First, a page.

Teacher working with young students
Michael Q. McShane

For my money, one of the most promising developments in American education today is not in public schooling, private schooling, or charter schooling. It is in tiny schooling.

Tiny schools start in a library or classroom with a small group of volunteer students and no more than one or two teachers, usually for a couple of hours on a weekend. For up to a year, the teachers try new methods and get instant feedback, refine what they’re doing, and improve. The students attend voluntarily; they know they’re part of the experiment. If all goes well, after a year, the educators are in a much better place to start a full-fledged school than if they had tried to build a whole school from scratch. What’s more, if the plan doesn’t work, no students are harmed, and very little money is lost.

Spearheaded by 4.0 Schools in New Orleans, tiny schools are a promising response to a stubborn problem—starting a new school is incredibly risky.

Think about it: if you are an aspiring charter- or private school leader and you want to start a school via conventional means, you’re talking about an organization with a million-plus dollar budget, contracts with 10, 20, or more staff and teachers, the rental or purchase of a large building, and the lives of hundreds of children—and that is just the start. This risk explains why even the supposedly agile and entrepreneurial charter school sector has created applications to open schools that stretch into the hundreds of pages. When we’re talking about that much money and that many people, authorizers want as much assurance as possible that the school is going to work. I don’t blame them.

The most common criticism I hear, though, when I get excited talking about small entrepreneurial ventures like tiny schools is that they are simply “boutique” options. They cannot scale. “There are 50 million school children, for crying out loud, and you’re talking about teaching 20!”

Much of this ire has been directed toward AltSchool, a new private school model out of Silicon Valley. AltSchool runs a series of very small schools that personalize education to every (generally wealthy) child who attends them. They made news recently with a $100 million investment from some of the biggest names in technology and venture capital. Their model is intensive and expensive, and most have dismissed it as a viable option for students across the country. They may be right.

AltSchool critics remind me of a blog post written almost 10 years ago by Elon Musk, founder of PayPal, Tesla, and Space X (and promoter of nuking Mars). He too received criticism, particularly from environmentalists, when his first Tesla cars were priced north of $100,000 apiece. “The planet is warming, and you’re building cars only a small number of people can afford!”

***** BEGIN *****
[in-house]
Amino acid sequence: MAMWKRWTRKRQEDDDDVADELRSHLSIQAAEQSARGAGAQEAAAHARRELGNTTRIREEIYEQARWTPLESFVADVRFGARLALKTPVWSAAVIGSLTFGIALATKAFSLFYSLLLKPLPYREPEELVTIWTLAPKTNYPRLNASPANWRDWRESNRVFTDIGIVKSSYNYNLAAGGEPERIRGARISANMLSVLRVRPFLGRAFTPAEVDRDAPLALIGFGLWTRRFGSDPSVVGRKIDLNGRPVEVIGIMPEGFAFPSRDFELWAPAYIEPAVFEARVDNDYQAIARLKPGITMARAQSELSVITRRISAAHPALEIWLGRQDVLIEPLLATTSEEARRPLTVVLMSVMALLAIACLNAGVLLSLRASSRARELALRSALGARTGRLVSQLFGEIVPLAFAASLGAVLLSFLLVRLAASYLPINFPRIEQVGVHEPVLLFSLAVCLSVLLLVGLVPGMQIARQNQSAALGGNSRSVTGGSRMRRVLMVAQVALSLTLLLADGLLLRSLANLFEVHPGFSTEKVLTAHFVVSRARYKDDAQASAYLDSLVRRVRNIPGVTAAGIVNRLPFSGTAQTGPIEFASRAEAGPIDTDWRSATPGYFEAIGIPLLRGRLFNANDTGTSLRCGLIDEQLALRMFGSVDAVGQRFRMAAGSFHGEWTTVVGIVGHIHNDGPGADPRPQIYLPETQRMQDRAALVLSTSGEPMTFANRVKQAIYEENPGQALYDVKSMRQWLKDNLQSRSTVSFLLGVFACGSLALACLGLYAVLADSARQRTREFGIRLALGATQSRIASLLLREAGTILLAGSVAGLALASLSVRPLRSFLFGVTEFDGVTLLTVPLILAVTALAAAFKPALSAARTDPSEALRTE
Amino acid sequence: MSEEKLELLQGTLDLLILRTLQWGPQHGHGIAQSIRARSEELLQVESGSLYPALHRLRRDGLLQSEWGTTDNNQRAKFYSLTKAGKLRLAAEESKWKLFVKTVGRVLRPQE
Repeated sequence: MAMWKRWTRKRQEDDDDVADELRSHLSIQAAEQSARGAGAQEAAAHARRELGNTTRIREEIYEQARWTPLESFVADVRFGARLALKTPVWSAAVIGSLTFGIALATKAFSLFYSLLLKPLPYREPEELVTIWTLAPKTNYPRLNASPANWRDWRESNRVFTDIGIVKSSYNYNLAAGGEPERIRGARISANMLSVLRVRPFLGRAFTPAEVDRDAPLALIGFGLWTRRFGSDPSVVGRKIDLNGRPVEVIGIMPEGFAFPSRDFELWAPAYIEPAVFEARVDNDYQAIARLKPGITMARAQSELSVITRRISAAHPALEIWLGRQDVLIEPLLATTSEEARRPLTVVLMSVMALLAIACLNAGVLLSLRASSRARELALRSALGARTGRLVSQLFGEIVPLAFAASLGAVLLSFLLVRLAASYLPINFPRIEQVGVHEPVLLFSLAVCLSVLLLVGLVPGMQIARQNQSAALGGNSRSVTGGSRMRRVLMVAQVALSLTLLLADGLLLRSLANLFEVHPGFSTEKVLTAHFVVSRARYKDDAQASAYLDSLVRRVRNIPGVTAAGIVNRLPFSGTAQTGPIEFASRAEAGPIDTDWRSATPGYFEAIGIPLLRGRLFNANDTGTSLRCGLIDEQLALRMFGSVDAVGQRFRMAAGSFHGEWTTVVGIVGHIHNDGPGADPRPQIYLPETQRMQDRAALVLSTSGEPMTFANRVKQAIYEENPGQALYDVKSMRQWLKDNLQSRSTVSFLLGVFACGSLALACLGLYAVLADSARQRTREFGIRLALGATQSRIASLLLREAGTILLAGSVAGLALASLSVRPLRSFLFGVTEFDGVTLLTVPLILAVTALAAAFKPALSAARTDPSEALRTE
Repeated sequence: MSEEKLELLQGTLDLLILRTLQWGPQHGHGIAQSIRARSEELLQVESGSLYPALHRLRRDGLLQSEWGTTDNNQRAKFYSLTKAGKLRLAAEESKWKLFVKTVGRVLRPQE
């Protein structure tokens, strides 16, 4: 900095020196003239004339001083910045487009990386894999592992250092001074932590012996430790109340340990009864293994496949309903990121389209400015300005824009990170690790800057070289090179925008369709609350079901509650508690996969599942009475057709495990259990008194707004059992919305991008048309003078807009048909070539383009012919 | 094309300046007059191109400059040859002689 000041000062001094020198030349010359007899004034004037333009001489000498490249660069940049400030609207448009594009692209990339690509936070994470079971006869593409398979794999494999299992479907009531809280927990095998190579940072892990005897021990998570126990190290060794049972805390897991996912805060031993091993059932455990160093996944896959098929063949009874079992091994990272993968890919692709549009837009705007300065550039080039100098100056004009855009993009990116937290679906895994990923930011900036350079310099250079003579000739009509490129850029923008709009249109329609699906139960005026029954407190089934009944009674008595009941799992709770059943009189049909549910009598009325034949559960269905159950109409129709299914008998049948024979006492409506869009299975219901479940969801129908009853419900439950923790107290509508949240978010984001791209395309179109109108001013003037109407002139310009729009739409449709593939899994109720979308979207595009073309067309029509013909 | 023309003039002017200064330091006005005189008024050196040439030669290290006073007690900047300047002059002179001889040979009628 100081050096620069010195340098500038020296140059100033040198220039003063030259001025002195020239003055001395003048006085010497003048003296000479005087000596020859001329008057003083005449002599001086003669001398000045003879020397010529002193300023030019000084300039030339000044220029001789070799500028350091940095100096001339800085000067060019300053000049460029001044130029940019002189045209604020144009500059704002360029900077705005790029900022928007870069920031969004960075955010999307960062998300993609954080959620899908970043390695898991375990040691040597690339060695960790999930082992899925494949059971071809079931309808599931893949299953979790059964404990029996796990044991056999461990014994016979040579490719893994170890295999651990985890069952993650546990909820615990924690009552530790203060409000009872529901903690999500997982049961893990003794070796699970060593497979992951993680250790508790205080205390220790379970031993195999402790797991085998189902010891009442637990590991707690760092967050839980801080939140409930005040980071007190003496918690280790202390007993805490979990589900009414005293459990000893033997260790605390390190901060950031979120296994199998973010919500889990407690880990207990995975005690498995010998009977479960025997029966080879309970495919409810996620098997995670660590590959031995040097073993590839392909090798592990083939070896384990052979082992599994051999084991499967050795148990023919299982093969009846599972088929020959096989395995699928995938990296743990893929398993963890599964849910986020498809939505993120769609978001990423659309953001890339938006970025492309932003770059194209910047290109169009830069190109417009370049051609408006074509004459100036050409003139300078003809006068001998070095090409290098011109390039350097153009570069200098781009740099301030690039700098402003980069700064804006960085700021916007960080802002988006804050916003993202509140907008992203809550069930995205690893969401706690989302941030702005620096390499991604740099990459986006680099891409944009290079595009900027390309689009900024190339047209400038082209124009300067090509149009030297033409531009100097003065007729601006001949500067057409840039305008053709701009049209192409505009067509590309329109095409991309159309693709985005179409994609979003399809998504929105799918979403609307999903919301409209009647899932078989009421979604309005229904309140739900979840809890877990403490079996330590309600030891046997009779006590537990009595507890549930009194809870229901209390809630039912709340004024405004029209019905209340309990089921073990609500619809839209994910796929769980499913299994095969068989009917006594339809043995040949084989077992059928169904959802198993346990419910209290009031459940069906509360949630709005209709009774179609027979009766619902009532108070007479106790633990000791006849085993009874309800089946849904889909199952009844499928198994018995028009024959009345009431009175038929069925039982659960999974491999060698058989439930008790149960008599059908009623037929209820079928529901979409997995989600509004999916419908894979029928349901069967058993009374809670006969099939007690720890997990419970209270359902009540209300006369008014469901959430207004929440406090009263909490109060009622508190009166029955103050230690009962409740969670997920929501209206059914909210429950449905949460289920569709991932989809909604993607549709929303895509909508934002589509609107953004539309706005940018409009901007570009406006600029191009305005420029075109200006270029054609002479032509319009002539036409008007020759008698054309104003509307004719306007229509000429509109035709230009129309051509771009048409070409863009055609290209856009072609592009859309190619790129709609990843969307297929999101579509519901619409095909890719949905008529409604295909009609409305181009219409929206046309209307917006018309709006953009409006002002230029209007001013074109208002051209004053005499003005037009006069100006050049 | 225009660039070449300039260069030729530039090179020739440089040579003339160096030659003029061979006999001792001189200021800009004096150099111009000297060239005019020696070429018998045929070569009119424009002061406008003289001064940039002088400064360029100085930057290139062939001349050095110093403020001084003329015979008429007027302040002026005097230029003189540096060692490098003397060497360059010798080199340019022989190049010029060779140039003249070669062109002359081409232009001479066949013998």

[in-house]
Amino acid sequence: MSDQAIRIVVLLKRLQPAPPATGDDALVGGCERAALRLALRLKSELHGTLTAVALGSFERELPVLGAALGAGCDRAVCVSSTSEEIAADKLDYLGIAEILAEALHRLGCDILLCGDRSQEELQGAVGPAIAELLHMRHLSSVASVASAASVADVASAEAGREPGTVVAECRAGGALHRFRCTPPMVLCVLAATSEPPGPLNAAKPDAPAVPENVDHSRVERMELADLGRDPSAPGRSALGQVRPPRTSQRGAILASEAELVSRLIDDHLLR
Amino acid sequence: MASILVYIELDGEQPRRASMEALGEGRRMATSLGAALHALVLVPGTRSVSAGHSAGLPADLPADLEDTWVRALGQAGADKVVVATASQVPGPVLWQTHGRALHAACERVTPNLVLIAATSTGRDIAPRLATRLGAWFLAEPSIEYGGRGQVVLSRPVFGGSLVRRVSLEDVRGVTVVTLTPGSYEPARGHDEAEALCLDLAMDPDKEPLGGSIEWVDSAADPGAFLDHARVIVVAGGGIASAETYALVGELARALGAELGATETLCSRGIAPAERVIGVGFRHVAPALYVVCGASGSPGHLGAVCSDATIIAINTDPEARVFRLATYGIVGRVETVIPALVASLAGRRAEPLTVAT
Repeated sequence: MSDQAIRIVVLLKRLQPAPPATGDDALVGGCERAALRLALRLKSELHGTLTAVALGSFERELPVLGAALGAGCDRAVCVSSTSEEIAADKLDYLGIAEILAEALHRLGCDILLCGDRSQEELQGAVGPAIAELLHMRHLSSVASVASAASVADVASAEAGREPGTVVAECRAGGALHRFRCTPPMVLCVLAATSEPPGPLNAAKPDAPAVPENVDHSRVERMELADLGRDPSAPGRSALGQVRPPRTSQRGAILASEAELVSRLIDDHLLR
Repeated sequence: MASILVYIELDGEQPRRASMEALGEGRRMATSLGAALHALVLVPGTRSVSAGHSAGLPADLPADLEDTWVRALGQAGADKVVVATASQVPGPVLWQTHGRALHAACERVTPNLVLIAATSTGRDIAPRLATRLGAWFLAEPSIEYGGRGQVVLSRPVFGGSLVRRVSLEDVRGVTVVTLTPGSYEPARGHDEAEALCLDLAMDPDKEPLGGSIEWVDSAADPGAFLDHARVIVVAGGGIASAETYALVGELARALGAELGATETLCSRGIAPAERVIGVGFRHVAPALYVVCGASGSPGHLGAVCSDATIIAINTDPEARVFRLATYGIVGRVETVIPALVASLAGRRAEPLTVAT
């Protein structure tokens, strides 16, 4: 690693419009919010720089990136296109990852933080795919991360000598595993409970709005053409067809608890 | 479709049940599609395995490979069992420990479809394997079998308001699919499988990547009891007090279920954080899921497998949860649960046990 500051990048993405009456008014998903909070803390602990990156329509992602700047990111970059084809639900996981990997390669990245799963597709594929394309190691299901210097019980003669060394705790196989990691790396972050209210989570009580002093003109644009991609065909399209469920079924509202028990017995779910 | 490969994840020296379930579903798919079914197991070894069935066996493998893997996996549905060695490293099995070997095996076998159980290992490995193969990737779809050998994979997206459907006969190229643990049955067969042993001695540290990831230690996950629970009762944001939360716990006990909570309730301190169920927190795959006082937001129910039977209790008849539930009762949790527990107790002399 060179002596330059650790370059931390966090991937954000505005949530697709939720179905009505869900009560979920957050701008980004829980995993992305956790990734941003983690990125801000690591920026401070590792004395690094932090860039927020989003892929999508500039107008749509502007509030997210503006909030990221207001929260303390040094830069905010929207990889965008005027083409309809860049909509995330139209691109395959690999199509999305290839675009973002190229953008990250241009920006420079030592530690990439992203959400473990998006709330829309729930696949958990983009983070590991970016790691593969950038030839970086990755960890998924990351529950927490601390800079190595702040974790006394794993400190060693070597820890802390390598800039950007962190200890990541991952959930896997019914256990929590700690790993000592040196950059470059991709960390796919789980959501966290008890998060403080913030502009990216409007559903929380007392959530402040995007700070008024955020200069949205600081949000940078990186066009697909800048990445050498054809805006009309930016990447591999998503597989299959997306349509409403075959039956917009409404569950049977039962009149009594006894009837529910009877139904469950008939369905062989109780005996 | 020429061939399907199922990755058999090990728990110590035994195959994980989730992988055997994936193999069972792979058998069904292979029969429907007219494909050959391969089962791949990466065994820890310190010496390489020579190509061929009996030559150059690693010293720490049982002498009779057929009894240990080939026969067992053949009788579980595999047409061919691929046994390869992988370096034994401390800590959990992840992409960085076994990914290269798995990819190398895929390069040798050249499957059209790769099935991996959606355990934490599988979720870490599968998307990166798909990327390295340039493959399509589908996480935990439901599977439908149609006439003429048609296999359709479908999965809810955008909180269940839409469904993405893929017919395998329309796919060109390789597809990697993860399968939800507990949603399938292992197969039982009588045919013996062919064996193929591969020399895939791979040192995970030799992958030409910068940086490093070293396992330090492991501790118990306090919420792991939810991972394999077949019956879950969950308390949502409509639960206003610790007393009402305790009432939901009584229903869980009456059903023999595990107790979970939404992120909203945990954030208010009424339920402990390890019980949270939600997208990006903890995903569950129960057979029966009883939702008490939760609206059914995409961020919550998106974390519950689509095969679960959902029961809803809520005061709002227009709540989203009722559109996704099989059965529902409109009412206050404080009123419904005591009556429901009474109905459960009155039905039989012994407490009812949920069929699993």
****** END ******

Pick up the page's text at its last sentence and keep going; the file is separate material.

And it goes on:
Musk’s response to his critics is a good lesson for entrepreneurship in education. In a blog post titled The Secret Tesla Motors Master Plan (just between you and me), he wrote:

Almost any new technology initially has high unit cost before it can be optimized and this is no less true for electric cars. The strategy of Tesla is to enter at the high end of the market, where customers are prepared to pay a premium, and then drive down market as fast as possible to higher unit volume and lower prices with each successive model.

Replace “electric cars” with schools, and you’ll see where I’m going.

So many schools today—traditional public, charter, and even private—suffer from a kind of institutional isomorphism: Each one looks like the next. At the same time, we continue to see statistics indicating that students across the board are not prepared for college-level work. When we narrow our focus to low-income or minority students, the picture gets even worse. In Missouri (where I live), for example, only six percent of African-American students scored college-ready in all four subjects tested by the ACT. Six percent. Innovation is sorely needed.

But trying to create large-scale schools with an envelope-pushing model is expensive and risky. As a result, most people tend to stay in the same safe lane and, at best, try and tinker around the edges. This explains why most charter and even “lab” schools look so similar to the average public school and generally perform about as well.

One solution to this is the high-end model of AltSchools, where wealthy families pay for the innovations that might eventually make their way down market. Another is the small, focused model of tiny schools that rapidly iterate and see themselves as a work in progress rather than a finished product. But in both cases, it is the limited scope and tight focus of the effort that enable the innovation to take place.

We should not be so quick to dismiss “tiny” efforts to rethink schooling. A “tiny” effort in automobiles just made a car that broke Consumer Reports’ rating system. These schools may end up being bigger than we think.

About the Author

Michael McShane
Senior Fellow of Education Policy

Mike McShane is Senior Fellow of Education Policy for the Show-Me Institute. He is a former high school teacher and earned his PhD in Education Policy at the University of Arkansas. Before coming to the Show-Me Institute, Mike worked at the American Enterprise Institute as a research fellow.